The funding cupboard is almost bare

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Chatham-Kent’s Emily Hime has enjoyed the blossoming of her personal life over the past year, getting married and having a baby. But that has kept her away from her other family, the children of Maison Ke Kontan orphanage in Haiti.
Chatham-Kent’s Emily Hime has enjoyed the blossoming of her personal life over the past year, getting married and having a baby. But that has kept her away from her other family, the children of Maison Ke Kontan orphanage in Haiti.

Being with one family in Chatham-Kent for the past year has taken Emily Hime away from another.

The founder of Hime for Help and overseer of Maison Ke Kontan (Happy Heart House) orphanage in Haiti said her time here with her new husband and child has impacted the orphanage.

“Due to me being here, it’s been more difficult to raise funds for the orphanage, only because, when I’m there, people are constantly seeing photos and updates on social media,” she said. “When I’m here, it’s more difficult to do that.”

As a result, Maison Ke Kontan, which has been in her hands since 2012 and currently supports 15 children, is badly in need of a funding injection. Hime said there is only money in place to keep the doors open until June.

She tracks the shortage of funds back to her focusing on her own life. In the past year, she’s gotten married, had a child, and got a house and a job here in Chatham-Kent.

“I haven’t been able to actively fundraise as much,” she said. “Even with the fundraisers we do have, we’ve noticed a decrease in numbers.”

Hime said part of that decrease could be attributed to donor burnout.

“It’s hard to get the same people to keep coming. You can exhaust that network,” she said.

Hime, winner of a YMCA peace medallion last fall, is prepared to “give it one more big shot” to try to find long-term funding partners to keep the orphanage operational.

“We’re kind of at risk now. Are we going to have to close down the home? Where would we put the kids,” she said. “Right now, we are definitely staying open until at least June. We want our kids to at least finish out the school year.”

Hime is also in search of local volunteers to help share some of the oversight workload.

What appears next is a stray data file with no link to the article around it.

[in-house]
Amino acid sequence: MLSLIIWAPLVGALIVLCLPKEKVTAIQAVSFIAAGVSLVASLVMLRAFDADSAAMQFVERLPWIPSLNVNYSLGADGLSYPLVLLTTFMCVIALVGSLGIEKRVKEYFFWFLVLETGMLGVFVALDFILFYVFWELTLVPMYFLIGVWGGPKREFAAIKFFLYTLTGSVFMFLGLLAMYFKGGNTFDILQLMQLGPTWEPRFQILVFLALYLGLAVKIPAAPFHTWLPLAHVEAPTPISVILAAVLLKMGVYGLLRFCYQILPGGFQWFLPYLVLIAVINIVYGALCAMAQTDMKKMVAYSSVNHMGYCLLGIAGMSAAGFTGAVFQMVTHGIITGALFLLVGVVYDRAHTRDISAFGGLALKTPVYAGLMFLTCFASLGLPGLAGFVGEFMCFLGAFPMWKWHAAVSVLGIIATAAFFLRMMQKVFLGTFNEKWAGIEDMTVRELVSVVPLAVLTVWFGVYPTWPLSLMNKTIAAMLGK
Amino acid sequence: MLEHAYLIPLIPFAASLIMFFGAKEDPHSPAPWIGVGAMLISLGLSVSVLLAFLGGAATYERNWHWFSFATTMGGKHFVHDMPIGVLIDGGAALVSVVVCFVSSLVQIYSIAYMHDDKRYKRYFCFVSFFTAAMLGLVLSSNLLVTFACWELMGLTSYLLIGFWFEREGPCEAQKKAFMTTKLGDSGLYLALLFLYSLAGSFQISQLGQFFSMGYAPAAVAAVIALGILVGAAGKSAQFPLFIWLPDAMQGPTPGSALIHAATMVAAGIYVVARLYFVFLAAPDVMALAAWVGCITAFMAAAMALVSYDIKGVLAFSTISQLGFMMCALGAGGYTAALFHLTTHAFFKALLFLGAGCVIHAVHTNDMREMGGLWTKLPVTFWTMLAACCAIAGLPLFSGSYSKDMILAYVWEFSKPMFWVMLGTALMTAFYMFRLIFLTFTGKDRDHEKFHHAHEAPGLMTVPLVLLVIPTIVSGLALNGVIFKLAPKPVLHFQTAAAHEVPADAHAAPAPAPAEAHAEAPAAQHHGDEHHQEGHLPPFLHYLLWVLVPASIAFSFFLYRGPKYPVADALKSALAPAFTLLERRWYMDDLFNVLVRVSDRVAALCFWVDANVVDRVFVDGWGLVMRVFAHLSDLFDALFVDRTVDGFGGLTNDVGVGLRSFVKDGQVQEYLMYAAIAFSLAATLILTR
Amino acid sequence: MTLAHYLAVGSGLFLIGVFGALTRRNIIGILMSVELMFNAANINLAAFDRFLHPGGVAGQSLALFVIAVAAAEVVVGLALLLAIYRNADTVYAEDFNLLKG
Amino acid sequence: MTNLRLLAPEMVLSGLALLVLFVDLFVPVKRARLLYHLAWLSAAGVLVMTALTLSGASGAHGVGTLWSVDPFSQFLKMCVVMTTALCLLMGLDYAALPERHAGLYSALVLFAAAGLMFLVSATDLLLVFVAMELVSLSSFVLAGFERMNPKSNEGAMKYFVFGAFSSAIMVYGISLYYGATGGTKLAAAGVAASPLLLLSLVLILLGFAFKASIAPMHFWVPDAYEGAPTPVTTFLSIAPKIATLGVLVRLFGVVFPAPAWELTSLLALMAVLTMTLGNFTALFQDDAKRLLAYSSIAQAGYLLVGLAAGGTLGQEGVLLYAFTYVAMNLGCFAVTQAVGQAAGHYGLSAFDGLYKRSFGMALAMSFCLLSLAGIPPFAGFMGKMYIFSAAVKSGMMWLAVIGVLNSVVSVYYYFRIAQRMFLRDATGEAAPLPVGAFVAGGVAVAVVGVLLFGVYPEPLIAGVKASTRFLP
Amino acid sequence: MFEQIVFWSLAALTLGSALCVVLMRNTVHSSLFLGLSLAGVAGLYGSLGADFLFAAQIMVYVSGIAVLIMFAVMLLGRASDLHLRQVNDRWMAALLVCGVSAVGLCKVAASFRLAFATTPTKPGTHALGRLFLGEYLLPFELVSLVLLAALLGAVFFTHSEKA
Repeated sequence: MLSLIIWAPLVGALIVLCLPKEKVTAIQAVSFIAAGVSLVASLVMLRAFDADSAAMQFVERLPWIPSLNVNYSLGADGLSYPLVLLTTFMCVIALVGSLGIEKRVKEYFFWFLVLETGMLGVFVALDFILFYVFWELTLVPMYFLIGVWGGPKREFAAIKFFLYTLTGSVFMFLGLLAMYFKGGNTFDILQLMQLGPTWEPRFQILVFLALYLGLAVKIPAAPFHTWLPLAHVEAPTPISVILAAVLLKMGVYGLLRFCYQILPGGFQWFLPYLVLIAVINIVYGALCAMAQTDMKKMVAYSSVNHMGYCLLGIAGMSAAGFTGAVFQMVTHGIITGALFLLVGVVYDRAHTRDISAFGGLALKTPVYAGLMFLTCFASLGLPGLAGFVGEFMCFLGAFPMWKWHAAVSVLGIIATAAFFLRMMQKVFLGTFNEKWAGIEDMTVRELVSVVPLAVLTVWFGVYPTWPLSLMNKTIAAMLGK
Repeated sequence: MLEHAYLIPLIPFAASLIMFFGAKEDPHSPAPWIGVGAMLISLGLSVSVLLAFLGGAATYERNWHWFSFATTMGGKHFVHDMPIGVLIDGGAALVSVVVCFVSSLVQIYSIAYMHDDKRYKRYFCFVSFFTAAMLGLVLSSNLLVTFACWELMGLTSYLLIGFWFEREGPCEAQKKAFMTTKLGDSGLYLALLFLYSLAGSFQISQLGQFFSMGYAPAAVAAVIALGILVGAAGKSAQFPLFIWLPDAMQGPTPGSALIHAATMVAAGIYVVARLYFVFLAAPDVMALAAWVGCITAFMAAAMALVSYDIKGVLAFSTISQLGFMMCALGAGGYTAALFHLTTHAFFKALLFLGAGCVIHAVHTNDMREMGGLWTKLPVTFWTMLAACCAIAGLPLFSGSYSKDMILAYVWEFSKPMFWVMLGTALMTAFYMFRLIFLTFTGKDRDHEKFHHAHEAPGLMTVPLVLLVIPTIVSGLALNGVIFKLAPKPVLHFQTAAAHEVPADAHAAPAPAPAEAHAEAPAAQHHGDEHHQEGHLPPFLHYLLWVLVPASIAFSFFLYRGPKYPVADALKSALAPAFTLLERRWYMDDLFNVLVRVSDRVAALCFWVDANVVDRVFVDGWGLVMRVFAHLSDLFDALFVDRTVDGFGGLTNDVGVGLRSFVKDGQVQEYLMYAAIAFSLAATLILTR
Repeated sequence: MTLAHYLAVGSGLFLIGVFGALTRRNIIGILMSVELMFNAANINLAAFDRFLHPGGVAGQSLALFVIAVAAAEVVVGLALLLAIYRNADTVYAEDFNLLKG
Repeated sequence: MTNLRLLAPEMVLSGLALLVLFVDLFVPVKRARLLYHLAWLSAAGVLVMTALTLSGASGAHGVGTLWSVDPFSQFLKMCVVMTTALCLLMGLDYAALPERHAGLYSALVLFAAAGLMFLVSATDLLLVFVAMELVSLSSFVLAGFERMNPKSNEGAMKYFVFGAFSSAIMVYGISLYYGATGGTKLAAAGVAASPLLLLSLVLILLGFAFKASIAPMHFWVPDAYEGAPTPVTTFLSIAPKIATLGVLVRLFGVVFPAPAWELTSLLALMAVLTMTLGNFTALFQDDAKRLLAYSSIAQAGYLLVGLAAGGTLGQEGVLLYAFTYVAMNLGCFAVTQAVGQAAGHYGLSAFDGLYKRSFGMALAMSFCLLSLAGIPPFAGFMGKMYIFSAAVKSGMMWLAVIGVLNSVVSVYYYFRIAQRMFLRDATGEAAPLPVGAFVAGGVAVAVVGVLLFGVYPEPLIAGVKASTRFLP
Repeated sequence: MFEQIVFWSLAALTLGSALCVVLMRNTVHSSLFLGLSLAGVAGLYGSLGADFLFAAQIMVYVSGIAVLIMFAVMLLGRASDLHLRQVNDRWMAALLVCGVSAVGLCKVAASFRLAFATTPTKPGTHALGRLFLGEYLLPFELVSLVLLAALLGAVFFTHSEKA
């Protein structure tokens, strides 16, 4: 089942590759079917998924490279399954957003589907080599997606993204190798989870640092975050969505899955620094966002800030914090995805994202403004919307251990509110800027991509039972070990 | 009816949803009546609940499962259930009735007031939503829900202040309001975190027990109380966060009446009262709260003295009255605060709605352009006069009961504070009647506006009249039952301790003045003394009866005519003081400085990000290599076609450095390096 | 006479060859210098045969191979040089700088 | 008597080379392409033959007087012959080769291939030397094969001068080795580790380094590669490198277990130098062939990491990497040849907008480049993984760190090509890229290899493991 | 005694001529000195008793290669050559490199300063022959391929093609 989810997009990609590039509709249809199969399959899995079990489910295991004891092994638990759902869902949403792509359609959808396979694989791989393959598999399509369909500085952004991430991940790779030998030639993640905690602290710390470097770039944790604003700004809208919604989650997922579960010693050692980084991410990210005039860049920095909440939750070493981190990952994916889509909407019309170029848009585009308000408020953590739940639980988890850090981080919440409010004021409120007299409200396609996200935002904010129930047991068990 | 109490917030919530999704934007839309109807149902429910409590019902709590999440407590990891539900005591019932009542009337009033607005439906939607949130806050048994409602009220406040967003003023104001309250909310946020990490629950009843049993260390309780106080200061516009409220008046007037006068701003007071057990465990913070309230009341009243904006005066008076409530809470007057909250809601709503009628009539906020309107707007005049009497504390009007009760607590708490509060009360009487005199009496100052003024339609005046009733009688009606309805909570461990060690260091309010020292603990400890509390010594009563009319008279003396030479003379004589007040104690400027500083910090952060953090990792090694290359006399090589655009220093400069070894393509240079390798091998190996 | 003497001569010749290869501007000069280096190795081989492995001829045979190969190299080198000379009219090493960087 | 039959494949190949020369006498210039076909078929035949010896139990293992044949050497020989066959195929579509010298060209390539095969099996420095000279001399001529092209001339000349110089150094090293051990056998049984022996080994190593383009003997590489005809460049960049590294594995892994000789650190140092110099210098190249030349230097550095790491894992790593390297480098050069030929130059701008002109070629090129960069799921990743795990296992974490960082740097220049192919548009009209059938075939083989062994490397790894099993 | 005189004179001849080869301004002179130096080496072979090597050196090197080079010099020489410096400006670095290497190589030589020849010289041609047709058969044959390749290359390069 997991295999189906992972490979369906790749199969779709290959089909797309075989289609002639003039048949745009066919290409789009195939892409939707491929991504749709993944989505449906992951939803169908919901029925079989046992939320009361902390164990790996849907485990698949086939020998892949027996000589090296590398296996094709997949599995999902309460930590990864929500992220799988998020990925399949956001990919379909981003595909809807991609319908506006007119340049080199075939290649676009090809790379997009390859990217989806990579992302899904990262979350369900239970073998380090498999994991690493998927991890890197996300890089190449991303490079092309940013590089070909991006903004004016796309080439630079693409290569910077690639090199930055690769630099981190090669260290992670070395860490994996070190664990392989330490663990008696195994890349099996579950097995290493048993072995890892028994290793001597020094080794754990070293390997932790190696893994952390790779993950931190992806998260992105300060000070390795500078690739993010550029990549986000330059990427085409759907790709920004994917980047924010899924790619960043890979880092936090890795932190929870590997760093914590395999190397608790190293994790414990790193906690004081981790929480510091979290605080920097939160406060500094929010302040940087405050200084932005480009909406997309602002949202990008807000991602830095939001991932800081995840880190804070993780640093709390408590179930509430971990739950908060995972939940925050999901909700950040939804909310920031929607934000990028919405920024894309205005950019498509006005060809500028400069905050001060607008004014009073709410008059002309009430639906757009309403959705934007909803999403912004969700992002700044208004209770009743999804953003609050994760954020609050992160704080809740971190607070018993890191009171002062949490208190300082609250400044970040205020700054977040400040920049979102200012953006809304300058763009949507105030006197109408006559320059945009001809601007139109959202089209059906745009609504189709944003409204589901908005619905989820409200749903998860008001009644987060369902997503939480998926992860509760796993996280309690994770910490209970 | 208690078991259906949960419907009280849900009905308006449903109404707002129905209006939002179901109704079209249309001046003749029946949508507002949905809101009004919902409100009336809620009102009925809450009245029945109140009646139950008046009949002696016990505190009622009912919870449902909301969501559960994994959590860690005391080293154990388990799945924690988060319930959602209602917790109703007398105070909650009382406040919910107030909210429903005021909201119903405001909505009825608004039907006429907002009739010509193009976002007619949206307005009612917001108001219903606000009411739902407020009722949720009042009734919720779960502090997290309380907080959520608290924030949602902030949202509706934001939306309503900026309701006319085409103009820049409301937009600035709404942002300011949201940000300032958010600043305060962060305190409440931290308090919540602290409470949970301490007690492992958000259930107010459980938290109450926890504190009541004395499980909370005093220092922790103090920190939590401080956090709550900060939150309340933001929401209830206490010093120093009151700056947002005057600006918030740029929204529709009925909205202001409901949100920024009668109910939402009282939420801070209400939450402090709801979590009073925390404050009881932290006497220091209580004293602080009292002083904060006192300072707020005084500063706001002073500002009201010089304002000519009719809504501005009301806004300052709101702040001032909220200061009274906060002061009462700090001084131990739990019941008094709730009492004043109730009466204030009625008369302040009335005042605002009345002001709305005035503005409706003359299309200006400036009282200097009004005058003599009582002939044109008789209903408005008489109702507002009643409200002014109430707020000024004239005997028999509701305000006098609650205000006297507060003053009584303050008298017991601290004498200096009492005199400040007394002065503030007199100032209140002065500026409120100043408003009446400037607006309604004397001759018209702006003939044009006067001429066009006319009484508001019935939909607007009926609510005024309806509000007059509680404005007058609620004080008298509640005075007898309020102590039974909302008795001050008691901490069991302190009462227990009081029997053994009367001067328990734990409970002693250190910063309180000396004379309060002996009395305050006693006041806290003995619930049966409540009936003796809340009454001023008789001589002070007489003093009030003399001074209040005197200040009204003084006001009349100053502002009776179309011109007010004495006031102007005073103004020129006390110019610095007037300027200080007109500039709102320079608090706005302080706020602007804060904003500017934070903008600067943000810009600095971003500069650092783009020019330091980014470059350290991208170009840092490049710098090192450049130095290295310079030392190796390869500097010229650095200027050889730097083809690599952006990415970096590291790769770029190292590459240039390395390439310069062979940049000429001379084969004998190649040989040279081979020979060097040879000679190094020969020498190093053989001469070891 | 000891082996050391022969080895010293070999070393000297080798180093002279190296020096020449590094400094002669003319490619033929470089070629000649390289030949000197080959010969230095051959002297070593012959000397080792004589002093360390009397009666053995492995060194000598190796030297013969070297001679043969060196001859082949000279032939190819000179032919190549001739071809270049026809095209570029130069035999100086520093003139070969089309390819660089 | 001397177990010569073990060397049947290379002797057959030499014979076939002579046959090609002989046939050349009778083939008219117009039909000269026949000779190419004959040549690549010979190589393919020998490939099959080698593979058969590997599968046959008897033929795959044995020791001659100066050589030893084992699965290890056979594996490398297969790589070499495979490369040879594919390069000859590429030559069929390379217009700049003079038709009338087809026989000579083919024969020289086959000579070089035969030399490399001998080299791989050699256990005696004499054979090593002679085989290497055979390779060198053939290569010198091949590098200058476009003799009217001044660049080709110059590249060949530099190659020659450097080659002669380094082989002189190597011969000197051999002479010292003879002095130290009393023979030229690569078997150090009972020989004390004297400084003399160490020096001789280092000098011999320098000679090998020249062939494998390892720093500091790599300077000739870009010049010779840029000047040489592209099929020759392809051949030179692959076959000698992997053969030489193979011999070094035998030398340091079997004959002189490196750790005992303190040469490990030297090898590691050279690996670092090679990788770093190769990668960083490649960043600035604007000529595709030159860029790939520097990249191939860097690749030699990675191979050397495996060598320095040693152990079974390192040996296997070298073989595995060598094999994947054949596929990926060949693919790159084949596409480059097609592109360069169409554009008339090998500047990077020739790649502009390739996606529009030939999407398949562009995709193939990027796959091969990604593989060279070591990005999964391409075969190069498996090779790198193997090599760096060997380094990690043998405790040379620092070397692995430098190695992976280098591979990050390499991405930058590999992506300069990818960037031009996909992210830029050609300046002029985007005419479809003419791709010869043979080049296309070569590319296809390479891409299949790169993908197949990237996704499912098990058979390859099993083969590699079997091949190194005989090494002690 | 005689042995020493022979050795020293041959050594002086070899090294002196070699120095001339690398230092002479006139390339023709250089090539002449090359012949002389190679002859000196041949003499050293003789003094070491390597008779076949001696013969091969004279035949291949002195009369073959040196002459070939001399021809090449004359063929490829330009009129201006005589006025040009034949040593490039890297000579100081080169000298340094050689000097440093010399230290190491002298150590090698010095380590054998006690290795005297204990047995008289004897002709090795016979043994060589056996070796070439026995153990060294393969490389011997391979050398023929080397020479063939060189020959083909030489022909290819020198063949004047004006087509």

“It would be good to also get some added help from the community – marketing, fundraising, help with child sponsorship programs,” she said.

Hime said it is draining emotionally trying to keep the orphanage funded without a long-term partnership with a church or service club.

“Every time we’ve run out of funds, we wonder what we are going to do, but someone has always come through,” she said. “We’re pretty much living from donation to donation right now. I’m looking for more security. I want to create a team in order to grow it and make it self-sustainable.”

Hime said she’s had difficulty trying to balance her Chatham-Kent life with that of her Haiti life. Some people have suggested she just shut down the orphanage.

“I can’t close it down. My heart would be absolutely broken. I’ve committed to seeing this through.”

That commitment began in 2012 when she helped a group of children living in the hills in Haiti and got them to the orphanage. When the person running the orphanage faced charges of corruption, Hime said she was left with it.

“At the time, I had $500 in my pocket. I could support the kids for a month,” she said. “Fundraising began from there, and I went to being able to support them for a year.”

The next charity event for the orphanage takes place Feb. 8 at the KBD Club in Chatham. It’s a quarter auction and begins at 7 p.m.

Anyone interested in helping with the orphanage can contact Hime at emily@himeforhelp.org, visit the himeforhelp.org website or check it out on Facebook.

Additionally, Hime said she’d be hosting an information night on her charity on Feb. 16 at 7 p.m. for any interested volunteers. People can contact her via email to sign up.

For Hime, she believes she’s been away from the orphanage for too long, more than a year. She’ll solve that issue by heading down there in early March.

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